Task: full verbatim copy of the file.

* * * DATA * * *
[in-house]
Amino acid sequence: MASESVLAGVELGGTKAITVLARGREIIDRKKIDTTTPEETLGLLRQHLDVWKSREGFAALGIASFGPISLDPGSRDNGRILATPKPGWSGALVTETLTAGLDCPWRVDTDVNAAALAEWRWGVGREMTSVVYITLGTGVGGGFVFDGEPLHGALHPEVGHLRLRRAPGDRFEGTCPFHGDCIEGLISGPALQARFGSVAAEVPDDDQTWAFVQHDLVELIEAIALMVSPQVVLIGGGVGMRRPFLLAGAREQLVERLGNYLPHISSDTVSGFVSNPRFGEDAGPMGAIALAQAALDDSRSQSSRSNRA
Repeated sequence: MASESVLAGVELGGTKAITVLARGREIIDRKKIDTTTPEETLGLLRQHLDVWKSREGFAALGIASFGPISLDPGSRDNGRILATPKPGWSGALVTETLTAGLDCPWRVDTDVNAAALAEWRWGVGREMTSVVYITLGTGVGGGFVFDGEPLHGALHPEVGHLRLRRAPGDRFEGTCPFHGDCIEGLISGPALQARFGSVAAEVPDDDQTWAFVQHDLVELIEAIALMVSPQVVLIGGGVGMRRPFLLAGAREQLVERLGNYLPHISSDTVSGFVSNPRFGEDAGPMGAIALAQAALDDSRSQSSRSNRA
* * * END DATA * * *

[in-house]
Amino acid sequence: MASESVLAGVELGGTKAITVLARGREIIDRKKIDTTTPEETLGLLRQHLDVWKSREGFAALGIASFGPISLDPGSRDNGRILATPKPGWSGALVTETLTAGLDCPWRVDTDVNAAALAEWRWGVGREMTSVVYITLGTGVGGGFVFDGEPLHGALHPEVGHLRLRRAPGDRFEGTCPFHGDCIEGLISGPALQARFGSVAAEVPDDDQTWAFVQHDLVELIEAIALMVSPQVVLIGGGVGMRRPFLLAGAREQLVERLGNYLPHISSDTVSGFVSNPRFGEDAGPMGAIALAQAALDDSRSQSSRSNRA
Repeated sequence: MASESVLAGVELGGTKAITVLARGREIIDRKKIDTTTPEETLGLLRQHLDVWKSREGFAALGIASFGPISLDPGSRDNGRILATPKPGWSGALVTETLTAGLDCPWRVDTDVNAAALAEWRWGVGREMTSVVYITLGTGVGGGFVFDGEPLHGALHPEVGHLRLRRAPGDRFEGTCPFHGDCIEGLISGPALQARFGSVAAEVPDDDQTWAFVQHDLVELIEAIALMVSPQVVLIGGGVGMRRPFLLAGAREQLVERLGNYLPHISSDTVSGFVSNPRFGEDAGPMGAIALAQAALDDSRSQSSRSNRA